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Linn County sheriff urges locals to stop spreading misinformation related to wildfires
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Linn County sheriff urges locals to stop spreading misinformation related to wildfires

091120-adh-nws-Sweet Home Smoke-my

Smoke from the Holiday Farm Fire in Sweet Home.

As historically destructive fires rage throughout Oregon, some individuals have taken to the internet to voice their concerns and spread unsupported theories that arsonists are to blame. 

Others have gone as far as directly calling the Linn County Sheriff's Office to report their concerns or to fact-check information they’ve seen online.

But Linn County Sheriff Jim Yon said those reports, and the rapid spreading of misinformation in general, is harming the cause, not helping it. 

“People on social media, they’ve already got it as an arson or this or that. They haven’t even looked at what the determination of the fire is yet,” Yon said. “We’re seeing it in Lane County and Marion County, and I get it. But it is time to stop — it’s not helping anything and all it’s doing is having people call us and fill up our lines even more when we’re trying to get stuff done.”

There is one fire in Linn County — a 10- to 15-acre blaze that started about 7 a.m. Friday morning on Bureau of Land Management timberland southeast of Crawfordsville — that is being investigated by the Oregon State Police as suspicious. That fire was quickly contained by the Oregon Department of Forestry with assistance from other agencies. 

But Yon said it's far too early to presume the Brush Creek fire or any others in the area were deliberately set.

"I know people are upset and scared and all that, but we need to be patient and do it right," he said.

The sheriff stressed that rather than relying on Facebook comment sections or other secondhand sources for information, folks should look to the Linn County website, as well as sites from the Oregon Department of Forestry and the Federal Emergency Management Agency, for the most accurate, timely information.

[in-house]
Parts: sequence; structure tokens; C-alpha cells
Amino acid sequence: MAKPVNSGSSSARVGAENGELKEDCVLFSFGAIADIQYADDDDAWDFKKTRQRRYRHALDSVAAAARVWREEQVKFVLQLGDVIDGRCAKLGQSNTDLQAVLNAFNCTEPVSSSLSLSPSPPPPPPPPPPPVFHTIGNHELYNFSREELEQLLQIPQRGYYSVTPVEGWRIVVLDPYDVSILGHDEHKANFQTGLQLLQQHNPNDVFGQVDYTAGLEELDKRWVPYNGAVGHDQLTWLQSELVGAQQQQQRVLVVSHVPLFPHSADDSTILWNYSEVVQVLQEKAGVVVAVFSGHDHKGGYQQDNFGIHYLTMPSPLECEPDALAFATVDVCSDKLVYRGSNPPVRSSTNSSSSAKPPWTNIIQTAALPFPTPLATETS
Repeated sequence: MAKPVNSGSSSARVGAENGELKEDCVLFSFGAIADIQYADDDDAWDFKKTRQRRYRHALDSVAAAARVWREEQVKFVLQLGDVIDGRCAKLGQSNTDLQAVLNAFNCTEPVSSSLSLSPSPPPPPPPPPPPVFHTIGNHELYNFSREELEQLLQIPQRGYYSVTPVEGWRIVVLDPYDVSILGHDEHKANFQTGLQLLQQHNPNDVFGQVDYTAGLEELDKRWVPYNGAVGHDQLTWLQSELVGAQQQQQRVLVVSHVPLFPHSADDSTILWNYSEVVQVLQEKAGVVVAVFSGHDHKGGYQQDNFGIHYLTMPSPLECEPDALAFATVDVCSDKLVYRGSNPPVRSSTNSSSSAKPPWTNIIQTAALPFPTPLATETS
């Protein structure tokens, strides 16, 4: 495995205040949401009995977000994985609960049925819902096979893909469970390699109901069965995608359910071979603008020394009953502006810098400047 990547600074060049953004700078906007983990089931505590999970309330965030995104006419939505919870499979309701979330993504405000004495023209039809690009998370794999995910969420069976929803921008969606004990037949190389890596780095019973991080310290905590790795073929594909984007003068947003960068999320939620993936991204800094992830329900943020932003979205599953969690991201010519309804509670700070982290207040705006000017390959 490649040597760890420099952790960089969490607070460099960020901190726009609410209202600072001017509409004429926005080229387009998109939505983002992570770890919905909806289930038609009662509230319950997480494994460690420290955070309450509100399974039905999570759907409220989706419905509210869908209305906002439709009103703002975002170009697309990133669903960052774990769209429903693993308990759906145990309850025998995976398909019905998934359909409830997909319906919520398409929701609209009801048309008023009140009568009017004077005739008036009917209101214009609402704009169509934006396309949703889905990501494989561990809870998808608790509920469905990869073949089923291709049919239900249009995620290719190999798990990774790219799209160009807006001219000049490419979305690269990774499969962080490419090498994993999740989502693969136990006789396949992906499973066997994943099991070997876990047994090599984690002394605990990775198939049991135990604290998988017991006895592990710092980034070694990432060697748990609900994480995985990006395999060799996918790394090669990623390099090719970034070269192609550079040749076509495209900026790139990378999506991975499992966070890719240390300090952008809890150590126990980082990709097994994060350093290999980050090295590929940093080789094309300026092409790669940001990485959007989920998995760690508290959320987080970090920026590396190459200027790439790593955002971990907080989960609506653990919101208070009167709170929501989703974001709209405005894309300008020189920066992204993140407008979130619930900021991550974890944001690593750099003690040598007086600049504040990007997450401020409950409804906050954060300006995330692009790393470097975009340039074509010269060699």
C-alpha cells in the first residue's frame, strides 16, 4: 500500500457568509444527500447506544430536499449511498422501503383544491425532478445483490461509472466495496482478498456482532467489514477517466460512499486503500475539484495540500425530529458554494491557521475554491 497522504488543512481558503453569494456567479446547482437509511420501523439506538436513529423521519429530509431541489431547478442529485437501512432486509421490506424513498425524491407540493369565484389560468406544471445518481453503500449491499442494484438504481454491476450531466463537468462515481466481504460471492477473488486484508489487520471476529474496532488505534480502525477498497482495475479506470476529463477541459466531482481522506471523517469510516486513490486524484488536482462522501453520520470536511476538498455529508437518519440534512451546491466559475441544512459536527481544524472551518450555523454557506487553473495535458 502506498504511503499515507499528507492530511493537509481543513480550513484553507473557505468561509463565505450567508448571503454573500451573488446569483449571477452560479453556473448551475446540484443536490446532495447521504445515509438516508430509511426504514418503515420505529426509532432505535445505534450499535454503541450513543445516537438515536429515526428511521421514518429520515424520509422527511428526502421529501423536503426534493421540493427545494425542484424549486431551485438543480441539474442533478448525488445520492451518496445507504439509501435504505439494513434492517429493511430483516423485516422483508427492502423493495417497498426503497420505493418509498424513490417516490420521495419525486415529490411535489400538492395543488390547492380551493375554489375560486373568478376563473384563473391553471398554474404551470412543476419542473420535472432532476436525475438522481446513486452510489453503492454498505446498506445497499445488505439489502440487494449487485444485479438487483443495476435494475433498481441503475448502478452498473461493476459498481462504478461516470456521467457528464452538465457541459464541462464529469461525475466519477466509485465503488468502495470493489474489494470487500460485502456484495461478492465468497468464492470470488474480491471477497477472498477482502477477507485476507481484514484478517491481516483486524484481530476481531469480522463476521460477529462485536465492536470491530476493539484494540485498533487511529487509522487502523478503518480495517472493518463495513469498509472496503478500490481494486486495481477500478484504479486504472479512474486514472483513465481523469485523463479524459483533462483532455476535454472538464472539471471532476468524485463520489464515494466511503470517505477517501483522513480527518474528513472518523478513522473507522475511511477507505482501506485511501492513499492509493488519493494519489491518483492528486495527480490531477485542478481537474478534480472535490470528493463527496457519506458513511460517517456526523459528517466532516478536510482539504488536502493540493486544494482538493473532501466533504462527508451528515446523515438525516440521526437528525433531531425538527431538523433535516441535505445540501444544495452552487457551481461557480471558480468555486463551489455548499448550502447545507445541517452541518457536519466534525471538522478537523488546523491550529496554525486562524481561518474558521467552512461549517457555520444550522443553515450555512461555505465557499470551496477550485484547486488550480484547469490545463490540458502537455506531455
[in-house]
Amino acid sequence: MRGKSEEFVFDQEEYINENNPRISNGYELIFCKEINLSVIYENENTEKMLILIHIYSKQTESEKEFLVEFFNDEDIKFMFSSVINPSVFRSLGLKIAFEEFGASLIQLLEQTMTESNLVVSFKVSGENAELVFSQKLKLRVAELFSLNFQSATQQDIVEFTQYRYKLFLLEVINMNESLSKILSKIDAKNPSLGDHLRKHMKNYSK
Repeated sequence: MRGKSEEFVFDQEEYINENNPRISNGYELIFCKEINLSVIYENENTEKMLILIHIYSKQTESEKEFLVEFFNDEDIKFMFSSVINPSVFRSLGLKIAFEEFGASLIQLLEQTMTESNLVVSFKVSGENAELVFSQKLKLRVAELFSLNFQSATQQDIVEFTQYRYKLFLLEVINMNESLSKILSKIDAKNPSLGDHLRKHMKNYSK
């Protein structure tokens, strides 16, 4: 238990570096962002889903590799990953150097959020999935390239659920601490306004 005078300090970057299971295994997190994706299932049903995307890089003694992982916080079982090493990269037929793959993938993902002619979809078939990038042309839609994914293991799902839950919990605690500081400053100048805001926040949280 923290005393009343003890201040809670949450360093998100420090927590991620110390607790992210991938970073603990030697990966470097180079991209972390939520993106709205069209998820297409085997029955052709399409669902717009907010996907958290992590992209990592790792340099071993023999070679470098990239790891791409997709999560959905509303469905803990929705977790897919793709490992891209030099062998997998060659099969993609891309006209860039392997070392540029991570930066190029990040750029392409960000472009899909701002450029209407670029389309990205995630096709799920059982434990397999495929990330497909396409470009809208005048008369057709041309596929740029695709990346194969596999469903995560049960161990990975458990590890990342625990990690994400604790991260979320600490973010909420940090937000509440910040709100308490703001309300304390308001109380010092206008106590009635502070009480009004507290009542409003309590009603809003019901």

“To hear it from those sources is best because you know it’s coming straight from us,” Yon said. “You know we’re going to try to be as accurate as we can be.”

Friday morning, the Linn County Sheriff’s Office Facebook page posted an update that began with, "Please Stop spreading rumors!"

The post was in response to a smattering of reports that a fire near West Brush Creek Road, just south of Crawfordsville, was started by arsonists. 

“Please do not speculate on the cause of the fire because it has not been determined. It is not helping anyone. It is only scaring people,” the post continued. 

Within an hour, the post had received nearly 200 comments and been shared more than 900 times. 

The Sheriff's Office has a call center set up with information lines, and Friday morning those lines were flooded with calls from people in the Brownsville area who had heard from secondhand sources that they needed to evacuate immediately. That was not true. 

“People heard rumors, so they posted. Everybody starts calling in here, and it just bogs up the lines for people who really do have questions or issues or problems,” Yon said.

Yon knows that most of those who are calling or posting information are doing so with the best of intentions and simply trying to help others. But when that information isn’t accurate, it simply causes chaos, confusion and difficulties for the public agencies and relief crews around the state. 

“From here to Clackamas County, everybody is experiencing it,” Yon said. “This is a large event and it’s affecting a lot of people over a huge area. Confusion is just a part of it, it’s just something we have to get through. But if we can help a little bit here, a little bit there, it adds up and just makes things easier for everybody.”

The Portland office of the FBI issued a similar appeal on Friday.

"FBI Portland and local law enforcement agencies have been receiving reports that extremists are responsible for setting wildfires in Oregon. With our state and local partners, the FBI has investigated several such reports and found them to be untrue," the Portland FBI office said in a news release.

"Conspiracy theories and misinformation take valuable resources away local fire and police agencies working around the clock to bring these fires under control. Please help our entire community by only sharing validated information from official sources."

Reporter Alex Paul contributed to this story.


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